Seventeenth Sunday in Ordinary Time B – “I am the bread of life. Whoever comes to me will never be hungry, and whoever believes in me will never be thirsty.”

July 25, 2021

           Jesus said, “I am the bread of life. Whoever comes to me will never be hungry, and whoever believes in me will never be thirsty.” (John 6:35)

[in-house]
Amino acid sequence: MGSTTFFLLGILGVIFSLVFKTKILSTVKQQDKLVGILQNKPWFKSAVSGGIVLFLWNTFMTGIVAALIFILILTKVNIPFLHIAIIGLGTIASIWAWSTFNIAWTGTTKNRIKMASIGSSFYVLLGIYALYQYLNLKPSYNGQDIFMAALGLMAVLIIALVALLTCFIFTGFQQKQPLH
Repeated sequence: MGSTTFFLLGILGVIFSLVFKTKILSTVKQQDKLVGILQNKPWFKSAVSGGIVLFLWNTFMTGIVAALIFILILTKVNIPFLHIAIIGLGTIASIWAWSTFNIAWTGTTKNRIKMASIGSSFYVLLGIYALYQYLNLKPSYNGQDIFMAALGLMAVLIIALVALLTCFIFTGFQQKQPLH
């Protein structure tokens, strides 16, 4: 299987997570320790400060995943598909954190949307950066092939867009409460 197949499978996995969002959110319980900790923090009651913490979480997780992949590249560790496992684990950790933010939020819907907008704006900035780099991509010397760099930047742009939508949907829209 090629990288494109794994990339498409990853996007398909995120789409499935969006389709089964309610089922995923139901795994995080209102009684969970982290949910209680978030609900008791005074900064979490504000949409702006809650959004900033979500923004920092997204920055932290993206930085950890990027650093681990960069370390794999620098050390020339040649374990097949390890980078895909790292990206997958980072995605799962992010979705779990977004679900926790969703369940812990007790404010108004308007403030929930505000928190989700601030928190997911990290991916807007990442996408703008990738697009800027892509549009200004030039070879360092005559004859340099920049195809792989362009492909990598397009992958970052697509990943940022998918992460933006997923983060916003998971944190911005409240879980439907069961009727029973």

A widower had some raspberry bushes in his backyard. The first summer after his wife passed away, a good friend of his wife from his church asked if she could come over and pick raspberries so the plant will produce more fruits. She picked the berries the next morning and returned in the afternoon with a homemade pie, with filling peeking through the golden brown lattice crisscrossing the top, and still warm. He invited her to share the pie. It was marvellously, deliciously perfect. After thanking her for the pie, he packed it up and went to visit a friend to give him a piece of pie. Then he thought of sharing it with someone who would not only enjoy  a piece of the pie, but actually needed it. He spent the rest of the day sharing the pie, a simple pleasure of summer taste, a symbol of love and care. He and those with whom he shared it found that even a small piece could convey the essence of it: sunshine, earth, abundance, creativity, compassion. He came to think of it as communion by pie. It was a kind of grace that conveyed the knowledge that he was part of a larger community and that connection was part of what he hungered for. Pie is not bread. A good homemade pie says indulgence in a way that most common loaves of bread do not unless one is truly hungry. But a good homemade loaf can also remind us of humble elements transformed: flour, salt, yeast, maybe some egg to glaze the crust. Attention to the ingredients connects us to a web of labor and labourers whose efforts make this food possible. We may even catch a glimpse of generations past whose ingenuity and fortitude laid the foundation for the bread before us. We could go all the way back to ancient times when people dependent upon bread for their daily sustenance. Immigrants packed their trunks with wheat seeds when they journeyed to the great plains of North America. Refugees sewed seeds into the hems of their skirts and their children’s shirts for the voyage so the new life they longed for would be sustainable in a new home. They knew that with even a bit of bread, they could be nourished. They knew they could sustain life: planting, tending, harvesting, milling, mixing, kneading, waiting, shaping, baking, taking, giving thanks, breaking, sharing.